Find the Fine Print: "Free" Returns

Find the Fine Print: "Free" Returns

Our business started from the simple desire to create a perfect t-shirt for ourselves. As we transitioned from fulfilling a personal need to thinking about making a business out of it, we try to hold true to that initial impulse: design a company around what we would like to see as a customer. This sounds obvious and straightforward, but let’s be clear – our company can only survive if it is profitable, so obviously there are compromises between “giving everything away for free” and having the profit-motive guide all decisions. One of the best examples of how we approach this dynamic is in how view the return/exchange policy. Instead of seeing it as a necessary expense that has to be managed, we look at it as a way to encourage folks, who are on the fence, to experience our Ts first-hand. On the surface, our approach to returns looks similar to those of other competing t-shirt companies… but just as we seek to disprove the “a t-shirt-is-just-a-t-shirt” argument, it’s clear that “free returns” are not always free...

From a strict business standpoint, there are two undeniable truths every retailer must grapple with: 1) a generous return policy is a non-negotiable expectation from customers and 2) returns are a major cost driver for retailers. That cost is even more significant for online retailers and especially high for online clothing retailers. In fact, clothing bought online typically has return rates of 30-40%1! So, while returns cannot be avoided, it makes obvious business sense to create policies that discourage and limit them to as much as possible. This is where the fine print comes in… “Free Returns & Exchanges” sounds great, but what if free isn’t free and you are restricted in actually experiencing the product before you can decide whether to return it?

Free… Sort of. The term ‘free’ would infer: I buy this, I return it, I am left with same amount of money I started with. Well, typically online clothing retailers will not refund any initial shipping charges on your purchase. Technically the return is free but you are still out of pocket on the initial shipping – which for men’s t-shirts can mean approx. 20% of your purchase price. A pretty strong deterrent – unless of course you spent enough initially to qualify for free shipping on the purchase (typically $1-$2 over the amount you would pay for two items… funny how that works).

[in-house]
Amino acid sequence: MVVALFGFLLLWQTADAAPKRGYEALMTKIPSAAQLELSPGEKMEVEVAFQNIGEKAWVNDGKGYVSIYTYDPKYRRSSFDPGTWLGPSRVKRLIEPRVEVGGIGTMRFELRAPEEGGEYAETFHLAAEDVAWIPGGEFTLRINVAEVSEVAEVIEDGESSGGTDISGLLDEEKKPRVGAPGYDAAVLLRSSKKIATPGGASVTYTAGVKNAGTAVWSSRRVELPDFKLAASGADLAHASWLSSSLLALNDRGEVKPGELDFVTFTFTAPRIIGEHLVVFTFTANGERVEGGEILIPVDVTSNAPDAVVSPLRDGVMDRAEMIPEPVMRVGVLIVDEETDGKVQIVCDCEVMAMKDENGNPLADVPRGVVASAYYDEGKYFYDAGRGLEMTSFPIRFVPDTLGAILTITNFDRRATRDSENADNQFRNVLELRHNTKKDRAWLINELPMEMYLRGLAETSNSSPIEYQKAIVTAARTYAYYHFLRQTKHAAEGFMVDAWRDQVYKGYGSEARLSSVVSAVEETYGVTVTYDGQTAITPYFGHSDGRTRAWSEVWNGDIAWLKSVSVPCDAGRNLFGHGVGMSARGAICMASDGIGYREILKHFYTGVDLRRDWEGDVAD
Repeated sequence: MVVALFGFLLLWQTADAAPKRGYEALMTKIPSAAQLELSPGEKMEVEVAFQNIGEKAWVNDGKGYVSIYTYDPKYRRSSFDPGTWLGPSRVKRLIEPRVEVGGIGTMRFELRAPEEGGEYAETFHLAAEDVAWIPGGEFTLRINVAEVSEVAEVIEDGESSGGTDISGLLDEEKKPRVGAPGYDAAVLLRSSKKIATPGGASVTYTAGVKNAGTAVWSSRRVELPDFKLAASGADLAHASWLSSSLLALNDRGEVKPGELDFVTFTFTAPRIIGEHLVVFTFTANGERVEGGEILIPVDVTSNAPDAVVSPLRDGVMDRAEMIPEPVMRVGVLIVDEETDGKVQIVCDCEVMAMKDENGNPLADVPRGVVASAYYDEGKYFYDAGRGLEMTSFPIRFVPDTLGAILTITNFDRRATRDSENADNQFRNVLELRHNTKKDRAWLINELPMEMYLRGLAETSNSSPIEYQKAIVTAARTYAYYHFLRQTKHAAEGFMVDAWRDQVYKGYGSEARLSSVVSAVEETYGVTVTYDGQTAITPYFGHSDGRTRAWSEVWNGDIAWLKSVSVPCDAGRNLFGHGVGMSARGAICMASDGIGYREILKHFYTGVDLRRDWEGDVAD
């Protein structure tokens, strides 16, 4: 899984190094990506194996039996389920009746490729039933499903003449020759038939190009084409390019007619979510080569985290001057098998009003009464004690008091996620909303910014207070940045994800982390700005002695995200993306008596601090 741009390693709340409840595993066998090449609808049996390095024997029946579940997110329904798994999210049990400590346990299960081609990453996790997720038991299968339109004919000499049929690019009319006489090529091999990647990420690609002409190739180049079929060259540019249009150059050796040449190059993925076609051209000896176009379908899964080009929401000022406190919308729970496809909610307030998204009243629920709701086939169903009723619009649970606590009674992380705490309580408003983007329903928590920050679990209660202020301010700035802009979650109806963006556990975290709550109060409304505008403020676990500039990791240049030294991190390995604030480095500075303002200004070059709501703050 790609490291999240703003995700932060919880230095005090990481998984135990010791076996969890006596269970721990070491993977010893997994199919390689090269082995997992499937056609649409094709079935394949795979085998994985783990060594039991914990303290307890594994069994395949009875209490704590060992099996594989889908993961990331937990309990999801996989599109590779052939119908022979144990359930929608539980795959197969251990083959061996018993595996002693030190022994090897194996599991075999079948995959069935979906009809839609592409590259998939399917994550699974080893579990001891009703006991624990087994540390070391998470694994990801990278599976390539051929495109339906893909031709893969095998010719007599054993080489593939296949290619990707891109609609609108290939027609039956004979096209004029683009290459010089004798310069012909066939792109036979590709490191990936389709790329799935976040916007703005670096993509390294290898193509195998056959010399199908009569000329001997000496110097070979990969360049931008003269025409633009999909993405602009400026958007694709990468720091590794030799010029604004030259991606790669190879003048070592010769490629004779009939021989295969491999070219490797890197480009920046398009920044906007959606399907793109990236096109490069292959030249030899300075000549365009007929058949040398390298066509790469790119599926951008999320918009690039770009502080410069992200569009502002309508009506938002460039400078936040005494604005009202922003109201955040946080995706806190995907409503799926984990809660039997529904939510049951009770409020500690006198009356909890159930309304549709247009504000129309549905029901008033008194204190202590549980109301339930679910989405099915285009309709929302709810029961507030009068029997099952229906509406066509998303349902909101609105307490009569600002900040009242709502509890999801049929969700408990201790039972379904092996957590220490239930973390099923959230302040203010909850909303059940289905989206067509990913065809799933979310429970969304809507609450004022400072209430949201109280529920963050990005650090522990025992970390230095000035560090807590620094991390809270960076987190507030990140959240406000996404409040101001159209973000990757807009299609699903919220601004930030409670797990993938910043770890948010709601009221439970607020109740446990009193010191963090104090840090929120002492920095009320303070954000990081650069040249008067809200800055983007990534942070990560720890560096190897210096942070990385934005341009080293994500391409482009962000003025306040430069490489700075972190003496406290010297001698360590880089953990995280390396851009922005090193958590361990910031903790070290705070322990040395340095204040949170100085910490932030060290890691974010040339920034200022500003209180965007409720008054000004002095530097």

Return It… But only if you haven’t actually tried it on. Here is the thing with cotton and other natural fabrics… they shrink after washing! Some items more than others – and that’s why we insist on our fabric being pre-washed before stitching – but how can you evaluate the fit of a T if you are not allowed to wash it or even wear it?! The problem of course for retailers is that a worn/washed t-shirt cannot be resold, so it is obviously in their best interest to limit their return policy to re-sellable condition. 

This loses sight of why a generous return policy is important for customers. No one wants to be stuck with something they don’t enjoy wearing. The ability to experience the product first-hand without risk of being out-of-pocket if it ends up not meeting your needs is understandably important. That is the driving principle for us and why we offer full refunds on returns (incl shipping) and accept returns on washed/worn t-shirts. Of course, we have to consider the financial risks and safeguard against abuse. So, for example our wash-it-wear-it return period is only 10 days vs 30 for unworn items and only applies to initial purchases. This protects us from being treated like a free rental program, while still allowing us to fulfill the primary purpose of our return policy: a risk-free first-hand experience of our Ts. Also, we are unable to refund shipping on international orders because the expense is simply too big. These are compromises that we would understand as customers, which is why we are ok with imposing them.

In fairness, we have some other things going for us that also enable us to be more generous in our return policies than some companies can be. We purposely avoid tactics that encourage impulse purchases (limited-time sales, e-mail marketing/spam) which naturally are going to have higher return rates. Maybe most importantly, however, we do our best to set expectations for our Ts upfront. In terms of distinguishing features, we highlight the narrower neckline and the T’s slightly shorter length. We recognize that some guys like their T-Shirts cut longer and prefer the traditional ribbed neckline – no problem, plenty of other options out there! The only differentiator we cannot demonstrate virtually is the quality of the 100% Peruvian Pima cotton our Ts are made of. Maybe above all other factors, it is our conviction in that regard that gives us the confidence to make it so easy to return our Ts. After all, unless we “tricked you” into buying a T-Shirt, our return rates should reflect the quality of our product. Happy to say so far, our return rates at under 5% have been exceeding our own expectations2… Funny how that works!


1 Source:

2 Actual ‘If… Then Well’ YTD return rates as of Oct. 9th, 2020: 2.5%

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